Originally shown on the BBC in 1971, this critically acclaimed film has been restored to something approaching its former glory and reminds us yet again what a great musician Jack Bruce is. It is well worth seeing.
BACKBEATJohn Lennon was assassinated in 1980, I had turned 10 and like the rest of the world that adored The Beatles a young Jonathan No was shocked and saddened. In a breathtaking, minute-by-minute format, December 8, 1980: The Day John Lennon Died follows the events leading to the horrible moment when Mark David Chapman calmly fired his Charter Arms .38 Special into the rock icon, realizing his perverse fantasy of attaining perennial notoriety.
New York Times bestselling author Keith Elliot Greenberg takes us back to New York City and the world John Lennon woke up to. The day begins with a Rolling Stone photo session that takes on an uncomfortable tone when photographer Annie Leibowitz tries to maneuver Yoko Ono out of the shot. Later Lennon gives the last interview of his life, declaring, “I consider that my work won't be finished until I'm dead and buried and I hope that's a long, long time.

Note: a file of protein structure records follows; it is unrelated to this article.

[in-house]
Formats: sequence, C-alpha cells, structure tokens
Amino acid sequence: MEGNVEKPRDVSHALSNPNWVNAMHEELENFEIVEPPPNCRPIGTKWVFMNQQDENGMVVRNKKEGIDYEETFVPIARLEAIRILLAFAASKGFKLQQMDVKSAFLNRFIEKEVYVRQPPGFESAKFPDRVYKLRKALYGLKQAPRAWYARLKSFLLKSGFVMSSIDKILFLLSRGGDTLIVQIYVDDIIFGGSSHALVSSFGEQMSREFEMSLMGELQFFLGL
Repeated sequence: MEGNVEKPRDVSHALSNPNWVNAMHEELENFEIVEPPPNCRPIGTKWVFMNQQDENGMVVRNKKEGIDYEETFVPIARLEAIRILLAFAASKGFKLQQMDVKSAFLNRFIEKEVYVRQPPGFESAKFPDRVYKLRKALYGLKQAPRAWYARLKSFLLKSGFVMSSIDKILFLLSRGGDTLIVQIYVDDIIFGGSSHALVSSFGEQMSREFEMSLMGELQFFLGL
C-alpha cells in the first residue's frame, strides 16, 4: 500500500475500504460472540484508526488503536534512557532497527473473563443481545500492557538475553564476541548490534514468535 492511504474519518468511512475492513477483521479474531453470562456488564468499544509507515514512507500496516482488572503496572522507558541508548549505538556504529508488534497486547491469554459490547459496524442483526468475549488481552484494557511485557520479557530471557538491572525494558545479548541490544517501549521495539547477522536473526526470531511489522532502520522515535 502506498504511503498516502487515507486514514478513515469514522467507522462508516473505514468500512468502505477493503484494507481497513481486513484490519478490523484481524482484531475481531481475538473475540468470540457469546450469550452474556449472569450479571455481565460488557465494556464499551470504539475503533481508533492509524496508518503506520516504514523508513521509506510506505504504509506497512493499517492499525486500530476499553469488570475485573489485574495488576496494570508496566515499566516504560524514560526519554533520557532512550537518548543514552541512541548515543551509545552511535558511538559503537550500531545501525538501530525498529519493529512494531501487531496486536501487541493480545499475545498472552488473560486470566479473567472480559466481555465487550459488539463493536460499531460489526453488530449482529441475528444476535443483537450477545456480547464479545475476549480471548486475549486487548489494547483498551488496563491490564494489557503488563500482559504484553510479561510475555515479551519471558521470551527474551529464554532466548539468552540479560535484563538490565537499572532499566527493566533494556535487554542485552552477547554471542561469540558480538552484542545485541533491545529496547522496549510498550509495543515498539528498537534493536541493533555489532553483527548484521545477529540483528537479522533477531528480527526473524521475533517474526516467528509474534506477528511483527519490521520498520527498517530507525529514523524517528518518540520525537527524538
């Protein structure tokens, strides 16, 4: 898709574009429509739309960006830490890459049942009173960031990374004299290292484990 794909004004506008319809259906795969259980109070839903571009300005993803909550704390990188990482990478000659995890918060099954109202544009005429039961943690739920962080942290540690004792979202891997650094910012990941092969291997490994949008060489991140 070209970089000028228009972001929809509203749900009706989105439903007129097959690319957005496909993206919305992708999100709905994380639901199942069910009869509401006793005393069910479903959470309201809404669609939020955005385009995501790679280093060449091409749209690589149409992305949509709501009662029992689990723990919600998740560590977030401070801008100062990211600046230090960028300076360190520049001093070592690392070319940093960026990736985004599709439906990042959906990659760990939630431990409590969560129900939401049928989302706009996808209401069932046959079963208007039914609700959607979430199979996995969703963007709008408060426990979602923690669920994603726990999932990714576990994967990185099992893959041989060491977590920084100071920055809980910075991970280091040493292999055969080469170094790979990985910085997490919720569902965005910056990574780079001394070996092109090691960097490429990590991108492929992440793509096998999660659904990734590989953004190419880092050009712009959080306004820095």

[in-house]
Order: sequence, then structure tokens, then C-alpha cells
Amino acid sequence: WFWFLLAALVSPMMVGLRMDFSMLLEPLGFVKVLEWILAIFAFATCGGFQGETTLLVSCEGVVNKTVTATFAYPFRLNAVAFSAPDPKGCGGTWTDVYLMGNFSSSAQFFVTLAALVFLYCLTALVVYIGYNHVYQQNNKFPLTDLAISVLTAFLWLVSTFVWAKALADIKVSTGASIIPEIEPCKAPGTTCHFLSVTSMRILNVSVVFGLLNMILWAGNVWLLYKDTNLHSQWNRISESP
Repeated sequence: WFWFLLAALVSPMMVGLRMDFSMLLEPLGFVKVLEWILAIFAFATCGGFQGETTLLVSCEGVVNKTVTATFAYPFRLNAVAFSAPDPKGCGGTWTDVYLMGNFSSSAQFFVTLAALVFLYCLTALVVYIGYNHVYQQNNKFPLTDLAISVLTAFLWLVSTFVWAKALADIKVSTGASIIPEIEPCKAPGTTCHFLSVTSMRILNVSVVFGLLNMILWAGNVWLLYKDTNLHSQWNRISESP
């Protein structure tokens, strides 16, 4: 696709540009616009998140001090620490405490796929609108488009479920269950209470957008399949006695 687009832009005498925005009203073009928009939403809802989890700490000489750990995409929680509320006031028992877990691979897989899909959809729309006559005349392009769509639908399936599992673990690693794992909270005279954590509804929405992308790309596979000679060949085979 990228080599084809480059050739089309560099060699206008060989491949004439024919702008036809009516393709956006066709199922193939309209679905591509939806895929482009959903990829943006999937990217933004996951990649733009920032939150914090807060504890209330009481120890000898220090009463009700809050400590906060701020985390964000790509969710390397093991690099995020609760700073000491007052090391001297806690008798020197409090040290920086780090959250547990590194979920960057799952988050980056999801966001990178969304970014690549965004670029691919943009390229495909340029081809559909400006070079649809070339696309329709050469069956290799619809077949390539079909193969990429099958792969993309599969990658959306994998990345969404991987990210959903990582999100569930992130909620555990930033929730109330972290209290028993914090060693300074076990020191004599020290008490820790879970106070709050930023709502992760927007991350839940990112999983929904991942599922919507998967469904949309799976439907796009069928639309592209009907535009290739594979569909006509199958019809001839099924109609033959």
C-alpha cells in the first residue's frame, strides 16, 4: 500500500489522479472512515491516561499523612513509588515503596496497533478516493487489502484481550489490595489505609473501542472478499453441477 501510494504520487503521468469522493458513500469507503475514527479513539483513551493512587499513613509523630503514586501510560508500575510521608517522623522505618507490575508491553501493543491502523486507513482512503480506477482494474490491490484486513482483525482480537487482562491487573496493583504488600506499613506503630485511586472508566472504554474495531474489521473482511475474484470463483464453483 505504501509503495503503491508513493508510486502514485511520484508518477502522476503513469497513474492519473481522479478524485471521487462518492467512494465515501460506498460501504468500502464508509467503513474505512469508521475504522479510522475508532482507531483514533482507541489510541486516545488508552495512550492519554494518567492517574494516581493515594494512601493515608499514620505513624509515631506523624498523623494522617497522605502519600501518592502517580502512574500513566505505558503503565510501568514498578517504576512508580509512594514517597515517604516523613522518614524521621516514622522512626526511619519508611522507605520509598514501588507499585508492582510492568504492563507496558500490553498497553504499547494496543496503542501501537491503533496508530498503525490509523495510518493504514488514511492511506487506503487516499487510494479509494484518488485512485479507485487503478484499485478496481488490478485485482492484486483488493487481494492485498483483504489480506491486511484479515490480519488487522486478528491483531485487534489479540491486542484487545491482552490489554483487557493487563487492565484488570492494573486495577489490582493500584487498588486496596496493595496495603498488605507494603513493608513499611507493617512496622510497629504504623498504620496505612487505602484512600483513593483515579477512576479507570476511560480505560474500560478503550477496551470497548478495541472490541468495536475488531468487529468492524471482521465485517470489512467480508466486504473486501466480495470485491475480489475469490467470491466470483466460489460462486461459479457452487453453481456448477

We follow the other Beatles, Lennon's family, the shooter, fans, and New York City officials through the day, and as the hours progress, the pace becomes more breathless. Once the fatal shots are fired, the clock continues to tick as Dr. Stephan Lynn walks from the emergency room after declaring the former Beatle dead, Howard Cosell announces the singer's passing on Monday Night Football, and Paul McCartney is lambasted for muttering “Drag, isn't it?” - his bereavement confused with indifference.